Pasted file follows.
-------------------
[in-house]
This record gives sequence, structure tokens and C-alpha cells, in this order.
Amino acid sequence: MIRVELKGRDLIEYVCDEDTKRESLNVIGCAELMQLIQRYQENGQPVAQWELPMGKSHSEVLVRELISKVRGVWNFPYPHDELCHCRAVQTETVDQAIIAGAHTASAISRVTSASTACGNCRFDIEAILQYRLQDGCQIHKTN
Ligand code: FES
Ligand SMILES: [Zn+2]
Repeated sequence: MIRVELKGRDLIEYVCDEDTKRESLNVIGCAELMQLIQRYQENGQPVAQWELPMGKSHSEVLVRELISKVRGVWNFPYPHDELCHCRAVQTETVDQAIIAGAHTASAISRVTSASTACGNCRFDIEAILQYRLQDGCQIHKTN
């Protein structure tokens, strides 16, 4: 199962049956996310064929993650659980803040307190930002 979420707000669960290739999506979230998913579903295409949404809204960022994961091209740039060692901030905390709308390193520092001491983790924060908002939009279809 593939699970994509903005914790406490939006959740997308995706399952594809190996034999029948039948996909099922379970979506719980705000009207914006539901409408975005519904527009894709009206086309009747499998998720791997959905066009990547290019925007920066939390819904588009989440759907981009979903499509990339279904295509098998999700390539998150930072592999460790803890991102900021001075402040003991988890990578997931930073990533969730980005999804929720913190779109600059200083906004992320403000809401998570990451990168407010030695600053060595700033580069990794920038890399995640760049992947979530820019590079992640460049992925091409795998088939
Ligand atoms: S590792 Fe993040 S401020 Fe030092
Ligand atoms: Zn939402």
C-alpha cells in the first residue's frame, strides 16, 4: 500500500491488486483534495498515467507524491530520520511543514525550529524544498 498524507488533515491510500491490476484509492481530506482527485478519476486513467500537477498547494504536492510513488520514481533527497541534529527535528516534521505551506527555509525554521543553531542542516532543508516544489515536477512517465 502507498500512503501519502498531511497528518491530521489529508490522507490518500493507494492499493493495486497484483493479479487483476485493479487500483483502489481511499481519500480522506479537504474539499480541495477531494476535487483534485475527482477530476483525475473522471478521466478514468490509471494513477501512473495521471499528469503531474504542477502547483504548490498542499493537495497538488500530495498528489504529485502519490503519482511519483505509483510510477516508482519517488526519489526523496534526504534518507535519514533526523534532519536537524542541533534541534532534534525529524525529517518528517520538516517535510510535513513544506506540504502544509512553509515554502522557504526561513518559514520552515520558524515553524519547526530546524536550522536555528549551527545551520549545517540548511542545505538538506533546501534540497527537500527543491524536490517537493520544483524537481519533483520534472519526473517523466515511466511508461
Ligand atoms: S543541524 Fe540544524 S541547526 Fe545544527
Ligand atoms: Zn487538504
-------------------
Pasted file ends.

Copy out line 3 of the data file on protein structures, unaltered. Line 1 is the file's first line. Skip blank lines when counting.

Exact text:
Amino acid sequence: MIRVELKGRDLIEYVCDEDTKRESLNVIGCAELMQLIQRYQENGQPVAQWELPMGKSHSEVLVRELISKVRGVWNFPYPHDELCHCRAVQTETVDQAIIAGAHTASAISRVTSASTACGNCRFDIEAILQYRLQDGCQIHKTN